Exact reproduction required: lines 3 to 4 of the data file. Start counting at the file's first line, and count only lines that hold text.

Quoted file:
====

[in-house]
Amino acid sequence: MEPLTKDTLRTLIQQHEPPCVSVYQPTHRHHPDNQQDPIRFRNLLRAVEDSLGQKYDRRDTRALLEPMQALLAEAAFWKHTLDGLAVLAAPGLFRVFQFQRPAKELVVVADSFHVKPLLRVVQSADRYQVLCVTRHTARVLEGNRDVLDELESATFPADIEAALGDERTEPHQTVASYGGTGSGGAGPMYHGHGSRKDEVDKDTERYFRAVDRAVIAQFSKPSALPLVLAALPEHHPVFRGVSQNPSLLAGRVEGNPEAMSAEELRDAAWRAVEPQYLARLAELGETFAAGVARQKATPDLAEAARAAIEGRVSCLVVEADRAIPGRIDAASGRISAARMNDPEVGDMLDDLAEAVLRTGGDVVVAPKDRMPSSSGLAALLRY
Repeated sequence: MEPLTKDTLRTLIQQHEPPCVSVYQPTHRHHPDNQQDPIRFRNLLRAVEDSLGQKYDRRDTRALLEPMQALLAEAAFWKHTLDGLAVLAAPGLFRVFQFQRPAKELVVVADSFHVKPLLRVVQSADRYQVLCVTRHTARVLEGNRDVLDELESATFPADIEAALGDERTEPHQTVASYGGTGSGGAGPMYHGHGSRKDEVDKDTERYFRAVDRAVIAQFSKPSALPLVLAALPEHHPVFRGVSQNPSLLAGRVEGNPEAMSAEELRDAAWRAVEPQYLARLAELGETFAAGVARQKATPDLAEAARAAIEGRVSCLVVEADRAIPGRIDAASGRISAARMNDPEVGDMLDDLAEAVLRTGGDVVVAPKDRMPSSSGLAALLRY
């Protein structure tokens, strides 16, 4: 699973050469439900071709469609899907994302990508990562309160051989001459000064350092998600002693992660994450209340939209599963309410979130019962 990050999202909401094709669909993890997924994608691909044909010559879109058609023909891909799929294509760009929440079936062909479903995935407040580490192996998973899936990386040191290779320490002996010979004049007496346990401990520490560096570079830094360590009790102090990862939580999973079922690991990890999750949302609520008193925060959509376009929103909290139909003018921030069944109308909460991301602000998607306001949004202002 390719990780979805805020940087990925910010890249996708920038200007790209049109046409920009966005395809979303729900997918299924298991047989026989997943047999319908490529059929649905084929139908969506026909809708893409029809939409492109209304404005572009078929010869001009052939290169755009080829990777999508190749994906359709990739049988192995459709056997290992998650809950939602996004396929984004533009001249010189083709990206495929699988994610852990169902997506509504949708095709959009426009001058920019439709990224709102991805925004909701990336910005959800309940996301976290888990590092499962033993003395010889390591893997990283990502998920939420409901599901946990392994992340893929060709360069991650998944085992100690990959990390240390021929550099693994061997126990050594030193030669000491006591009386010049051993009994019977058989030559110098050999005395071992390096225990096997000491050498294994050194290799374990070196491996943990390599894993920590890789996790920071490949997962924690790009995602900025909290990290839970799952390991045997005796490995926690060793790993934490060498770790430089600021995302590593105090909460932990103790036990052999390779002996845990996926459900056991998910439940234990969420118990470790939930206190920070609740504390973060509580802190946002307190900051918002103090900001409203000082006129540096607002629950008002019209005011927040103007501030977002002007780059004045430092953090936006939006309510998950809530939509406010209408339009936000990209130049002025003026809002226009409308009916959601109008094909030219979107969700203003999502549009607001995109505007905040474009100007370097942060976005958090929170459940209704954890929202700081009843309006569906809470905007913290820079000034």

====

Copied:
Repeated sequence: MEPLTKDTLRTLIQQHEPPCVSVYQPTHRHHPDNQQDPIRFRNLLRAVEDSLGQKYDRRDTRALLEPMQALLAEAAFWKHTLDGLAVLAAPGLFRVFQFQRPAKELVVVADSFHVKPLLRVVQSADRYQVLCVTRHTARVLEGNRDVLDELESATFPADIEAALGDERTEPHQTVASYGGTGSGGAGPMYHGHGSRKDEVDKDTERYFRAVDRAVIAQFSKPSALPLVLAALPEHHPVFRGVSQNPSLLAGRVEGNPEAMSAEELRDAAWRAVEPQYLARLAELGETFAAGVARQKATPDLAEAARAAIEGRVSCLVVEADRAIPGRIDAASGRISAARMNDPEVGDMLDDLAEAVLRTGGDVVVAPKDRMPSSSGLAALLRY
């Protein structure tokens, strides 16, 4: 699973050469439900071709469609899907994302990508990562309160051989001459000064350092998600002693992660994450209340939209599963309410979130019962 990050999202909401094709669909993890997924994608691909044909010559879109058609023909891909799929294509760009929440079936062909479903995935407040580490192996998973899936990386040191290779320490002996010979004049007496346990401990520490560096570079830094360590009790102090990862939580999973079922690991990890999750949302609520008193925060959509376009929103909290139909003018921030069944109308909460991301602000998607306001949004202002 390719990780979805805020940087990925910010890249996708920038200007790209049109046409920009966005395809979303729900997918299924298991047989026989997943047999319908490529059929649905084929139908969506026909809708893409029809939409492109209304404005572009078929010869001009052939290169755009080829990777999508190749994906359709990739049988192995459709056997290992998650809950939602996004396929984004533009001249010189083709990206495929699988994610852990169902997506509504949708095709959009426009001058920019439709990224709102991805925004909701990336910005959800309940996301976290888990590092499962033993003395010889390591893997990283990502998920939420409901599901946990392994992340893929060709360069991650998944085992100690990959990390240390021929550099693994061997126990050594030193030669000491006591009386010049051993009994019977058989030559110098050999005395071992390096225990096997000491050498294994050194290799374990070196491996943990390599894993920590890789996790920071490949997962924690790009995602900025909290990290839970799952390991045997005796490995926690060793790993934490060498770790430089600021995302590593105090909460932990103790036990052999390779002996845990996926459900056991998910439940234990969420118990470790939930206190920070609740504390973060509580802190946002307190900051918002103090900001409203000082006129540096607002629950008002019209005011927040103007501030977002002007780059004045430092953090936006939006309510998950809530939509406010209408339009936000990209130049002025003026809002226009409308009916959601109008094909030219979107969700203003999502549009607001995109505007905040474009100007370097942060976005958090929170459940209704954890929202700081009843309006569906809470905007913290820079000034």